An Illinois lawmaker is proposing changes to the SAFE-T Act, which ends cash bail on Jan. 1. The trailer bill that could come up after the November election has led some to speak out against it.
Senate Bill 4228 was introduced by state Sen. Scott Bennett, D-Champaign, and aims to clarify language and improve how officials can enforce the new law, which will allow most people charged with a crime to be released from jail as they await trial, even violent offenders.
Gov. J.B. Pritzker, who signed the measure into law and has defended the cashless bail provision against critics, recently suggested the SAFE-T Act could undergo some changes. But some SAFE-T Act supporters already oppose Bennet’s trailer bill.
On Tuesday, September 27, the Illinois Network for Pre-Trial Justice said it opposed the trailer bill.
“If passed, this bill would cause the number of people jailed while awaiting trial to skyrocket and exacerbate racial disparities in Illinois’ jails,” the netowrk said in a statement. “The Pretrial Fairness Act was designed to ensure that everyone has access to the presumption of innocence, and the changes included in SB4228 would deny all Illinoisans that right. These measures would create a pretrial system far worse than today.”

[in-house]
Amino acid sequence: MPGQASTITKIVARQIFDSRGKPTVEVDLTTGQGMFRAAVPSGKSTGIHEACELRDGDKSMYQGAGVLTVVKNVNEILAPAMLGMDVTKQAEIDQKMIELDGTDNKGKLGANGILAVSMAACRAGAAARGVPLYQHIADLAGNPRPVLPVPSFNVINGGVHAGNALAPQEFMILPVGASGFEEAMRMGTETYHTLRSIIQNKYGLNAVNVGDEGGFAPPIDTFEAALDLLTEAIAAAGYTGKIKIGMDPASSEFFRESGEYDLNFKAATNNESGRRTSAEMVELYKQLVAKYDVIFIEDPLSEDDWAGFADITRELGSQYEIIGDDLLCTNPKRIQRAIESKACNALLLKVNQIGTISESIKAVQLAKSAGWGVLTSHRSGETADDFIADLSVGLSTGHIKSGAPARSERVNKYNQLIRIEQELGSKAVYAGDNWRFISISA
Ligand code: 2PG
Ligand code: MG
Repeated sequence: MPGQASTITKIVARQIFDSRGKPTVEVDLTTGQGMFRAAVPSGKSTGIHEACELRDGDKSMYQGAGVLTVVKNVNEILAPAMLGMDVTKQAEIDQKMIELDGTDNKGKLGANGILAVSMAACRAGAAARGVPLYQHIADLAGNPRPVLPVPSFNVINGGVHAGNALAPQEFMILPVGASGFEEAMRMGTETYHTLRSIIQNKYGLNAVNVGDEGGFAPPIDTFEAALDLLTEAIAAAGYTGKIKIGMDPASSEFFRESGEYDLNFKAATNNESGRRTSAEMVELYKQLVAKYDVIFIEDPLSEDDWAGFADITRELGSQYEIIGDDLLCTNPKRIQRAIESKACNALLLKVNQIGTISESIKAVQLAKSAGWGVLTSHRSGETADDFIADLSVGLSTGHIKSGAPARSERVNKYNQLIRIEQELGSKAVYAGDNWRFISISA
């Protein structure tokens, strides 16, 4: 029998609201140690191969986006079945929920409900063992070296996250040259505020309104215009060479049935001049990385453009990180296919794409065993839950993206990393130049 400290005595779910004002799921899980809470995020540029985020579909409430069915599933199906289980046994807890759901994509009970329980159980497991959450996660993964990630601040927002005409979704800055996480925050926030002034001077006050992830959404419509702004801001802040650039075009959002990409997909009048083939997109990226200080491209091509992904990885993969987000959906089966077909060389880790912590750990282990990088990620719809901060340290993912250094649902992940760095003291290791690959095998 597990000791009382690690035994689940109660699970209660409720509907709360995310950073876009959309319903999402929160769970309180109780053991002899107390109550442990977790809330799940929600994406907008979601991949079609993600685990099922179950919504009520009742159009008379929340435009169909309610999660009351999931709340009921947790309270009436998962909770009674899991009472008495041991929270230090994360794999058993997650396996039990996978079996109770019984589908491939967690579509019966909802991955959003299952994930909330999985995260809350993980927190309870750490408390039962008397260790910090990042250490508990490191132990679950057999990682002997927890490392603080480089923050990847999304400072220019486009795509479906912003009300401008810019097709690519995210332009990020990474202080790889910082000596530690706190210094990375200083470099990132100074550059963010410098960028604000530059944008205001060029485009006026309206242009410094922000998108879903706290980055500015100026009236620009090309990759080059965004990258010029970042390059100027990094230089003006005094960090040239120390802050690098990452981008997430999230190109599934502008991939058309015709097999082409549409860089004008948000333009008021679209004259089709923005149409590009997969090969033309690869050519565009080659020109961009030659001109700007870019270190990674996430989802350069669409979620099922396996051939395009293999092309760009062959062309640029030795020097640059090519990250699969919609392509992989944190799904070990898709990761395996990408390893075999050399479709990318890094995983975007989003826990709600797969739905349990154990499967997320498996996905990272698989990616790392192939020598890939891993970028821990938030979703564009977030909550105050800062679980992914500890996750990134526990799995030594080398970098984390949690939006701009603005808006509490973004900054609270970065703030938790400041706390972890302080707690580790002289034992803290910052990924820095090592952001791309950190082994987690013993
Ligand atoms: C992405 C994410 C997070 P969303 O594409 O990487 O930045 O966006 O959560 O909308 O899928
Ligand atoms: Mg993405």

State Sen. Darren Bailey, R-Xenia and the GOP candidate for governor, expects the SAFE-T Act as is will make things worse for Illinois.
“Governor Pritzker has created the crime that goes on in Chicago and on our streets,” Bailey said. “Friends, on Jan. 1, the crime that we are reading about in Chicago will open up across our state.”
Bailey also suggests that a change in leadership is what the state needs.
“Why aren’t they calling Pritzker into account, why are they not calling Lori Lightfoot to account, why are they not asking why Kim Foxx is not prosecuting anyone,” Bailey said on his Facebook page. “This is devastating and ravaging our country and the city of Chicago.”
The INPJ also released a “fact sheet” claiming Bennett’s proposed changes would create a presumption of detention for people charged with crimes that would require them to serve life in prison if convicted and removes the ability of defense attorneys to challenge unlawfully obtained evidence at the detention hearing stage meaningfully.
This article originally appeared on The Center Square.